from The American Heritage® Dictionary of the English Language, 4th Edition
- adj. Likely to break, snap, or crack, as when subjected to pressure: brittle bones.
- adj. Easily damaged or disrupted; fragile: a brittle friendship. See Synonyms at fragile.
- adj. Difficult to deal with; snappish: a brittle disposition.
- adj. Lacking warmth of feeling; cold: a reputation for being brittle and aloof.
- adj. Brilliantly sharp, as in percussive sound.
- adj. Perishable.
- adj. Fleeting; transitory.
- n. A confection of caramelized sugar to which nuts are added: walnut brittle.
from Wiktionary, Creative Commons Attribution/Share-Alike License
- adj. Inflexible, liable to break or snap easily under stress or pressure.
- adj. Not physically tough or tenacious; apt to break or crumble when bending.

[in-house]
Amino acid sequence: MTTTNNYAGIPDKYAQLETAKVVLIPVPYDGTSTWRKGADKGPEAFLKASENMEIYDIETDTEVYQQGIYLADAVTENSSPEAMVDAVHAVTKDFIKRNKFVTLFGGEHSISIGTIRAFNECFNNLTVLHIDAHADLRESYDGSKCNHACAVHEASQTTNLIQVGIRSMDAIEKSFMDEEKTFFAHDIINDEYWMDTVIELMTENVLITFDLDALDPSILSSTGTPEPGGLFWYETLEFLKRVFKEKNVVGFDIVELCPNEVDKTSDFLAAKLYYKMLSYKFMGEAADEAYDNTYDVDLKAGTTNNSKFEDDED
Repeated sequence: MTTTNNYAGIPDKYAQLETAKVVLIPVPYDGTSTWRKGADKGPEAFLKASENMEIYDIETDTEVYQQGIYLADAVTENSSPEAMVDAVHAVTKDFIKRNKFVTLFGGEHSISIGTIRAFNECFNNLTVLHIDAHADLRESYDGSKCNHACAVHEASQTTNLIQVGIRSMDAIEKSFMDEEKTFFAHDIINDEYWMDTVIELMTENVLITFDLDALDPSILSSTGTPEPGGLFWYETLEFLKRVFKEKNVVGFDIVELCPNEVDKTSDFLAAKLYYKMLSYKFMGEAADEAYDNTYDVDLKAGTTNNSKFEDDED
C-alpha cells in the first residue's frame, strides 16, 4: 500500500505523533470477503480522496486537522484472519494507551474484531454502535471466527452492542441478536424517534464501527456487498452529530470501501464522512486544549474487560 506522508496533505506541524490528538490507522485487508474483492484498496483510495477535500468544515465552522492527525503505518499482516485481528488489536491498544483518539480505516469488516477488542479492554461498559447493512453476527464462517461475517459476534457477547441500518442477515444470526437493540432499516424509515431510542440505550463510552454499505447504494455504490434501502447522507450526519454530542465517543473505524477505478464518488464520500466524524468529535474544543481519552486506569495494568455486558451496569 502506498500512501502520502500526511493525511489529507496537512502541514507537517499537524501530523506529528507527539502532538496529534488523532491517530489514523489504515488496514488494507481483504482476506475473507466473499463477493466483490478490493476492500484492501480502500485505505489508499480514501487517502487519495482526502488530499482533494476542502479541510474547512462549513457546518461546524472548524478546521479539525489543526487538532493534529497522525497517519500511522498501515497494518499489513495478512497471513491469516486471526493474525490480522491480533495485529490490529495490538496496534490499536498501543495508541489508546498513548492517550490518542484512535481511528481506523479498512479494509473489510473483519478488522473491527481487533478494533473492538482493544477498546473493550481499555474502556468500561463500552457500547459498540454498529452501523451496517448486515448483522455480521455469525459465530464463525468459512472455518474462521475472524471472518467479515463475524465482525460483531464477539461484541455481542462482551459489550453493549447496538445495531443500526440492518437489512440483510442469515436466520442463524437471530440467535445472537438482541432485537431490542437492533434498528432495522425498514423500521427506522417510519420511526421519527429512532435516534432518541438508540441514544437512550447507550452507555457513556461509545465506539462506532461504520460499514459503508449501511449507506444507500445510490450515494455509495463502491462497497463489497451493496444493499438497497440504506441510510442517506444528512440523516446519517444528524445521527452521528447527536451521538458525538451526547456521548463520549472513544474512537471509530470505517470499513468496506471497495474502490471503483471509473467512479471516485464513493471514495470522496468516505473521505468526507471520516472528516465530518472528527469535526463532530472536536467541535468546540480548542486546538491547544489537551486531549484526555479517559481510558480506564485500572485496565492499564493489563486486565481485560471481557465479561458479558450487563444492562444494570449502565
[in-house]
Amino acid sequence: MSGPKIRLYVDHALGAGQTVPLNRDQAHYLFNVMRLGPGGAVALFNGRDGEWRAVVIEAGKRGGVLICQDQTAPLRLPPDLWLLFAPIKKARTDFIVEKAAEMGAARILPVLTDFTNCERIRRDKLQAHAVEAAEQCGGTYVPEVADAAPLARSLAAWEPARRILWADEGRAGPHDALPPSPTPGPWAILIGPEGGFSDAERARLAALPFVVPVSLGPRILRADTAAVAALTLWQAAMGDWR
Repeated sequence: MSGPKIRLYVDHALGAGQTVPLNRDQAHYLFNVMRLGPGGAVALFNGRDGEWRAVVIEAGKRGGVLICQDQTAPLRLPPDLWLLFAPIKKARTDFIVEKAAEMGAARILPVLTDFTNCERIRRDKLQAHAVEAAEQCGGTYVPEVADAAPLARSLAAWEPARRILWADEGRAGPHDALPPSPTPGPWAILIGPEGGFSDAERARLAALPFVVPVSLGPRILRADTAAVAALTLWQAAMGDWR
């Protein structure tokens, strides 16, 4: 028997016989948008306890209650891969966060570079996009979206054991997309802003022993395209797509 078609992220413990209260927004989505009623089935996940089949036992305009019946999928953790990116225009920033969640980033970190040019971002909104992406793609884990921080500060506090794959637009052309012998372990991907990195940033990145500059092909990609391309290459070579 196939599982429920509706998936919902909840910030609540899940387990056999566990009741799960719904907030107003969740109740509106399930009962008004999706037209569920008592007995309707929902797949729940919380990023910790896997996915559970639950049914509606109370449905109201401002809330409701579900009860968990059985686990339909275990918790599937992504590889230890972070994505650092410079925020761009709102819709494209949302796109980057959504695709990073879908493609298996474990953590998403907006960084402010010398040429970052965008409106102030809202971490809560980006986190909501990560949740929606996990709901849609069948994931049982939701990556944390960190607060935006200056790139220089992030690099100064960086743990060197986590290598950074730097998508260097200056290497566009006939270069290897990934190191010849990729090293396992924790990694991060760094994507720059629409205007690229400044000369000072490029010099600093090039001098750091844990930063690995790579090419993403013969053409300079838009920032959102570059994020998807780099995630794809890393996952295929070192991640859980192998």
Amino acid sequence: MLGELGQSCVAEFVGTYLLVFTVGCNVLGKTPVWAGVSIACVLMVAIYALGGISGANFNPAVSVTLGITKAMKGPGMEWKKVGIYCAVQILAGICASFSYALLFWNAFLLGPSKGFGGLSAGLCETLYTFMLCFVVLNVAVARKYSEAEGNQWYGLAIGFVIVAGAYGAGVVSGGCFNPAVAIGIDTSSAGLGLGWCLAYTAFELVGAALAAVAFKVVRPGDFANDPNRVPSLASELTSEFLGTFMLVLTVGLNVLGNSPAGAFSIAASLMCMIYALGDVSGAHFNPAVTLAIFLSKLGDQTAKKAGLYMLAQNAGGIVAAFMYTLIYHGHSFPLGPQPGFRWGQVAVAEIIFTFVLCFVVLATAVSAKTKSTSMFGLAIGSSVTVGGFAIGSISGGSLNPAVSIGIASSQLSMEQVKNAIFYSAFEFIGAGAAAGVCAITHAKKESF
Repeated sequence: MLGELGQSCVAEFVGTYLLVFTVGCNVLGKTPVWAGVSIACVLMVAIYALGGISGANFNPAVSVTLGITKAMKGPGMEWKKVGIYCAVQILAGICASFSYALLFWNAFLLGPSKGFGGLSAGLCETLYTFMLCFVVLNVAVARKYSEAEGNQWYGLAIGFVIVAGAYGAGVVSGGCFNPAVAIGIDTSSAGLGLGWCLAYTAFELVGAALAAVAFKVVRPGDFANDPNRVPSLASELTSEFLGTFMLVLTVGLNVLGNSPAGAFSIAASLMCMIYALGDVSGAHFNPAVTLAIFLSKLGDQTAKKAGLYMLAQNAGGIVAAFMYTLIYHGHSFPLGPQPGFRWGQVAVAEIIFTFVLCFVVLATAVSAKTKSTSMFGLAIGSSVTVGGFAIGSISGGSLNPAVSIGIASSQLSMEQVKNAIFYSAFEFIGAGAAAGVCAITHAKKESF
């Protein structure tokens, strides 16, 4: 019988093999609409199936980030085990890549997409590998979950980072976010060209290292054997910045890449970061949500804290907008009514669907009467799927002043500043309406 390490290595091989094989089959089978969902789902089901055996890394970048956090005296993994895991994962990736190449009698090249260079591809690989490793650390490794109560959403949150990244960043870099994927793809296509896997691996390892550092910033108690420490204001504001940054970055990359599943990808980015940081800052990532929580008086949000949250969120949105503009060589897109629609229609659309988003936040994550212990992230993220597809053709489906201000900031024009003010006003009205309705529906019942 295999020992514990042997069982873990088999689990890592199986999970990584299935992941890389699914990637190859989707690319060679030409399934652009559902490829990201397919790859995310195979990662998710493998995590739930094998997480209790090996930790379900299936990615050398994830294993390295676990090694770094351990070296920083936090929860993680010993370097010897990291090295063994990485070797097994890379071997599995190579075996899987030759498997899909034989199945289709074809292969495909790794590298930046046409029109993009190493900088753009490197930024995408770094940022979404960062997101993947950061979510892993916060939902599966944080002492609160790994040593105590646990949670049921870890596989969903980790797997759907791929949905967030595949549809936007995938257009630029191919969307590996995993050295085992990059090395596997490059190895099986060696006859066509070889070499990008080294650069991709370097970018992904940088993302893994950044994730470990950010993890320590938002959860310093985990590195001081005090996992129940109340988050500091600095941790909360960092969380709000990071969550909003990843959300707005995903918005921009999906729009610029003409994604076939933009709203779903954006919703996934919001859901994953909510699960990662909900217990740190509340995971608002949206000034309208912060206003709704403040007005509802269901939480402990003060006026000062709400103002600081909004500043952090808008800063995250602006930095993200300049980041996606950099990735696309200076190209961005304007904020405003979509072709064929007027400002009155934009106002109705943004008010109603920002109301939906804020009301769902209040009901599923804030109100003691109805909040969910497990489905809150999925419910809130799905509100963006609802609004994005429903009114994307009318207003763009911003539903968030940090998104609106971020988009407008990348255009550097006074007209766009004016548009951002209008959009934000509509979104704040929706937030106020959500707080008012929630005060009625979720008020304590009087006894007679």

- adj. Said of rocks and minerals with a conchoidal fracture; capable of being knapped or flaked.
- adj. Emotionally fragile, easily offended.
- n. A confection of caramelized sugar and nuts.
- n. Anything resembling this confection, such as flapjack, a cereal bar, etc.
from the GNU version of the Collaborative International Dictionary of English
- adj. Easily broken; apt to break; fragile; not tough or tenacious.
from The Century Dictionary and Cyclopedia
- 1. Fickle; changeable.
- Breaking easily and suddenly with a comparatively smooth fracture, as glass; fragile; not tough or tenacious.
- Figuratively, easily destroyed; perishable; fleeting.
from WordNet 3.0 Copyright 2006 by Princeton University. All rights reserved.
- n. caramelized sugar cooled in thin sheets
- adj. having little elasticity; hence easily cracked or fractured or snapped
- adj. lacking warmth and generosity of spirit
- adj. (of metal or glass) not annealed and consequently easily cracked or fractured
Middle English britel, probably from Old English *brytel, from bryttian, to shatter.(American Heritage® Dictionary of the English Language, Fourth Edition)
From Middle English britel, brutel, brotel ("brittle"), from Old English *brytel, *bryttol ("brittle, fragile", literally "prone to or tending to break"), equivalent to brit + -le. More at brit. (Wiktionary)